Bug sweepers are electronic devices that are used to detect listening devices or bugs installed in a room. They work by detecting the radio frequency signals that are transmitted and received by the bugging device. If you believe that someone is listening in on conversations, then you can purchase a bug detection device; however if you like to tinker and build things yourself, then you can make your own bug sweeper to detect a listening device.
Put all of your equipment on a large table. This will help prevent things from getting lost.
Strip the insulation off the 41 AWG copper wiring using the wire cutters. Turn the wire around the end of a toothpick 20 times. This will create a coil. Glue one end of the coil to the toothpick, and allow the glue to dry so that the coil will not loosen up.
Get the brass tube and run the other end of the copper wire through it. Measure a half inch of a wire from the end of the tube. If there is any insulation on it, peel it off using the wire stripper.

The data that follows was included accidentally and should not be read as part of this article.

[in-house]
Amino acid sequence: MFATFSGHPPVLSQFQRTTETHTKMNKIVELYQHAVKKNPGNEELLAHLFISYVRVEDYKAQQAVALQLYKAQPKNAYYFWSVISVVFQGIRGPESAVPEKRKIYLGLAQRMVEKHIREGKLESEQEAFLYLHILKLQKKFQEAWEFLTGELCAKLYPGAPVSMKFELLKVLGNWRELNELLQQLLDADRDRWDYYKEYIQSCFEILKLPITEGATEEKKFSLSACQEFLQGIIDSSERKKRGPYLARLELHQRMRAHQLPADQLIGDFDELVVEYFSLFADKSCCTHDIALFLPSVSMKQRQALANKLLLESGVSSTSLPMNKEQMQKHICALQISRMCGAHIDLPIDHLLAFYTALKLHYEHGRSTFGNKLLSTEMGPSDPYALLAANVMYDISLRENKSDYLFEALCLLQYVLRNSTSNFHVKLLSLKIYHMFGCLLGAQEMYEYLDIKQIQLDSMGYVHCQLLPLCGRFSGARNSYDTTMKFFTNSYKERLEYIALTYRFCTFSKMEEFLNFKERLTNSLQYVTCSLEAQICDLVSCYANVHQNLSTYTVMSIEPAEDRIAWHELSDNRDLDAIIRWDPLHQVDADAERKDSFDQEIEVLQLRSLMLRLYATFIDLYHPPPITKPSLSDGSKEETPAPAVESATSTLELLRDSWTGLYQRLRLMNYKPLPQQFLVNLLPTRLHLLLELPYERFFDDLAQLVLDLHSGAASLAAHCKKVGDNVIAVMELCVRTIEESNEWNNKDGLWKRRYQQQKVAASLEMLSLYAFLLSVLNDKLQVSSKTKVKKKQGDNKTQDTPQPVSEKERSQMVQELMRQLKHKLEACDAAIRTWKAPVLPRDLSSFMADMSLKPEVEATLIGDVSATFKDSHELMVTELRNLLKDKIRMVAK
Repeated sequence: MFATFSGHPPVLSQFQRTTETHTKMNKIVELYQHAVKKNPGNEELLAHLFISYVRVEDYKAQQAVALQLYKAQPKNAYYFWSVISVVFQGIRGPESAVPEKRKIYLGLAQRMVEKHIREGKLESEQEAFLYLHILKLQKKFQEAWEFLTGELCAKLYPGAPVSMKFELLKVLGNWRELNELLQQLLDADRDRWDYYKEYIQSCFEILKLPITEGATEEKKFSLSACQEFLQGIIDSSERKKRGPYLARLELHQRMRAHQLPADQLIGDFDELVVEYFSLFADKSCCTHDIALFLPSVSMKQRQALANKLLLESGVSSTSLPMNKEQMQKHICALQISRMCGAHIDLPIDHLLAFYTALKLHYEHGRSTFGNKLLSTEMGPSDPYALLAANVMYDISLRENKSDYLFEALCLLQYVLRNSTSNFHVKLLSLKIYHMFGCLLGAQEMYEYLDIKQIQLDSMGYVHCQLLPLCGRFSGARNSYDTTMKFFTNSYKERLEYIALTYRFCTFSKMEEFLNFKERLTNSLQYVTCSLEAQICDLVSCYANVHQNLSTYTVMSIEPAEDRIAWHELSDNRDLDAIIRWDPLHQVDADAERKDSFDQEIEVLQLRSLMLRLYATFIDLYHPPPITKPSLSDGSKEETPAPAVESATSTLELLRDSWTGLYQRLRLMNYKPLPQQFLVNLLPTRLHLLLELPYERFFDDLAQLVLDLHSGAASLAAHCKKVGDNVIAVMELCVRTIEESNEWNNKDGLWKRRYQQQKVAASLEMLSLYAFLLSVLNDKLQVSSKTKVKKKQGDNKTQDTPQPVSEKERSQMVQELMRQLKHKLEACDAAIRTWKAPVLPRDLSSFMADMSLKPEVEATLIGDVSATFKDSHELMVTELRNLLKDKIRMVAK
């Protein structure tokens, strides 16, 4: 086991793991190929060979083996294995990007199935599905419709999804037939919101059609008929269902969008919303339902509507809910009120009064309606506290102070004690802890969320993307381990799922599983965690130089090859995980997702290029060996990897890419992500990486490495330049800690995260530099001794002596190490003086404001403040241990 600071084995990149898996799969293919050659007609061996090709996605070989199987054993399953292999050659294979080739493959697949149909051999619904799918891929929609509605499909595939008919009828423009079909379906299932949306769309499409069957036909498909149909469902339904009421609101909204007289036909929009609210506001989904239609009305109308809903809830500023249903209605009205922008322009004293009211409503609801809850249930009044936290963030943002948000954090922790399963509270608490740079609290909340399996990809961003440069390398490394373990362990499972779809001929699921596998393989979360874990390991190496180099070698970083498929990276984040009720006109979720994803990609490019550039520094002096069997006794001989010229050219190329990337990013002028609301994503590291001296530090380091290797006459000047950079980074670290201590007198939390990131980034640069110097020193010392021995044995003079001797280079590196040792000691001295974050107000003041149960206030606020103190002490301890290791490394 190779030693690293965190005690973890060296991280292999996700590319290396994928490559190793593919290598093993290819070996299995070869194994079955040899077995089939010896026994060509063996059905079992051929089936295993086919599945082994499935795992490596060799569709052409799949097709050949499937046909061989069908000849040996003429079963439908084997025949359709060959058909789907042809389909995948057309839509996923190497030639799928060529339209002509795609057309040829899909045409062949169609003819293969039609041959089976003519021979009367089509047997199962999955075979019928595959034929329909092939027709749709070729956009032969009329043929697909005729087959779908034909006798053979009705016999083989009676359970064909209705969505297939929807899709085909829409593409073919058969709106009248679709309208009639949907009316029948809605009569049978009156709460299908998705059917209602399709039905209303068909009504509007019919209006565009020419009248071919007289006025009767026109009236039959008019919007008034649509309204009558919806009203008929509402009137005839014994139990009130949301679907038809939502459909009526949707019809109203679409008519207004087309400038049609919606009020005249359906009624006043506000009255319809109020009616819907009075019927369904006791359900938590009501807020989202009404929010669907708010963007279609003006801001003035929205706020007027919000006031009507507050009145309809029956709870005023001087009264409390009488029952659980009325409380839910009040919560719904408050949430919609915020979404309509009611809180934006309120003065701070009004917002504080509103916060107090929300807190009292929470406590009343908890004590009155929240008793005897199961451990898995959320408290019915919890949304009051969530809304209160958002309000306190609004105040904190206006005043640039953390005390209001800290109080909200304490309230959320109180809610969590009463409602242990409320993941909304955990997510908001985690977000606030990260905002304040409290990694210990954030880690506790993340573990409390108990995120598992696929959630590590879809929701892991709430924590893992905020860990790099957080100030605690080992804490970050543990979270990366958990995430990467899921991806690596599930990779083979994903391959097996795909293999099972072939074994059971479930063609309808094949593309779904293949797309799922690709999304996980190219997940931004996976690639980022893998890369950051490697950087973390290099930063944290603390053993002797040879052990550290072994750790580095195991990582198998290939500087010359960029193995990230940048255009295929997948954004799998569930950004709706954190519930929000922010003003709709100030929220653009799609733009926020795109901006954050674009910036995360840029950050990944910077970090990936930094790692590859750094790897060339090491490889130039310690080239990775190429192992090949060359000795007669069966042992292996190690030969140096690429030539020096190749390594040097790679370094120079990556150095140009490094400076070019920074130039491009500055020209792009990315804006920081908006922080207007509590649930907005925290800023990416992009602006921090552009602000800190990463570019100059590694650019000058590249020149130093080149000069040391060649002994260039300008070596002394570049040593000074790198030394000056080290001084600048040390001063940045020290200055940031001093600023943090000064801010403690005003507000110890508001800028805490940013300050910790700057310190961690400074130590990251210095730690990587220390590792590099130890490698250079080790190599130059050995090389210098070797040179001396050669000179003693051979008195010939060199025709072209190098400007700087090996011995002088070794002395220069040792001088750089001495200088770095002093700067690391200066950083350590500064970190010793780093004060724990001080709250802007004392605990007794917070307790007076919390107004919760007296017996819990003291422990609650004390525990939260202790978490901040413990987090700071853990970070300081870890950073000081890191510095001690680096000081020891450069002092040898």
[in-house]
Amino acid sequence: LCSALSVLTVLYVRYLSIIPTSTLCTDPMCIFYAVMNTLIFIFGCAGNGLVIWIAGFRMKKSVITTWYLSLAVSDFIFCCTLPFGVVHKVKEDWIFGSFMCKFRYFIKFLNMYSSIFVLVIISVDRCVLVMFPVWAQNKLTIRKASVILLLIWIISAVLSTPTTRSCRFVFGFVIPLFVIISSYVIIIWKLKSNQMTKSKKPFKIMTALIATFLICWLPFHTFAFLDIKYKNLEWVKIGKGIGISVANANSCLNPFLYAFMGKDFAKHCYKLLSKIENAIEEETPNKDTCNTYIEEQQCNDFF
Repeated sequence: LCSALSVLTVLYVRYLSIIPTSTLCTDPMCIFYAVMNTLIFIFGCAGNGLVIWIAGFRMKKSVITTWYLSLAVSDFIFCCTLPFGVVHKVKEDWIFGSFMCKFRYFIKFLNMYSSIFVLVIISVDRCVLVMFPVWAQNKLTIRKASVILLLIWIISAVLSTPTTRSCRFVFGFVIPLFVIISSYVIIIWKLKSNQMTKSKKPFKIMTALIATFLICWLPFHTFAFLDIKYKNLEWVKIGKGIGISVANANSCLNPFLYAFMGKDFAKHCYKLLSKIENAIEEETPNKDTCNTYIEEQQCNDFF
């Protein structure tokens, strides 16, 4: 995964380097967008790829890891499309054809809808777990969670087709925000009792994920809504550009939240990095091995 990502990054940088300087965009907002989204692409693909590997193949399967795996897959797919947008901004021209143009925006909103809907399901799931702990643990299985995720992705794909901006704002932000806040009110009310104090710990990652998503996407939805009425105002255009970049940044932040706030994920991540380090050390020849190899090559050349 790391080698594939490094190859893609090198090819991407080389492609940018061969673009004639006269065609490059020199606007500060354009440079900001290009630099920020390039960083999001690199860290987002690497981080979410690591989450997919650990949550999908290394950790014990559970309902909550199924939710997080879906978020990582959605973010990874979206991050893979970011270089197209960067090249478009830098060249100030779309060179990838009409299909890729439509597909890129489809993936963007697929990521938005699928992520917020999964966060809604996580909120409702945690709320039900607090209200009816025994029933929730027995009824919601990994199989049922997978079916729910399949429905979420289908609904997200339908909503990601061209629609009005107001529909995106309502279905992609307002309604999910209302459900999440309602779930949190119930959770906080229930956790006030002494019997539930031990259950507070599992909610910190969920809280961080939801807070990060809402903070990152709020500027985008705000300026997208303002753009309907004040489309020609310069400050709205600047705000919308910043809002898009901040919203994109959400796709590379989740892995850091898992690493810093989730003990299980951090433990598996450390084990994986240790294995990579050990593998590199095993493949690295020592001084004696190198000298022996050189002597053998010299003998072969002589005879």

Work on the BNC connector. Inspect the stripped end of the 41-AWG copper wire. Connect the first wire to the positive terminal of the BNC connector and the other wire to the negative terminal of the BNC connector. Solder the connections. Stick the BNC connector to the brass tube using bonding glue.
Apply a dollop of glue to the outer side of the toothpick coil. Insert it into the brass tube. The coil should be attached to the brass tube. To do this, push the glued side of the coil to the side of the tube.
Get the RF Voltmeter and locate its female BNC connector. Connect the BNC connector to the female BNC connector for the RF voltmeter. Tighten the connection by turning the screws.
Turn on the voltmeter and do a test. Turn your cell phone on and make a phone call. Place the RF voltmeter nearby. You will see an increase in signal. Mark the number on the voltmeter when the cell phone was transmitting.
Walk around with the brass tube in your hand. Check if there is a change on the meter comparable to when the cellphone was transmitting. If there is, you may have an active bug in that area.
- PimAll: BugTek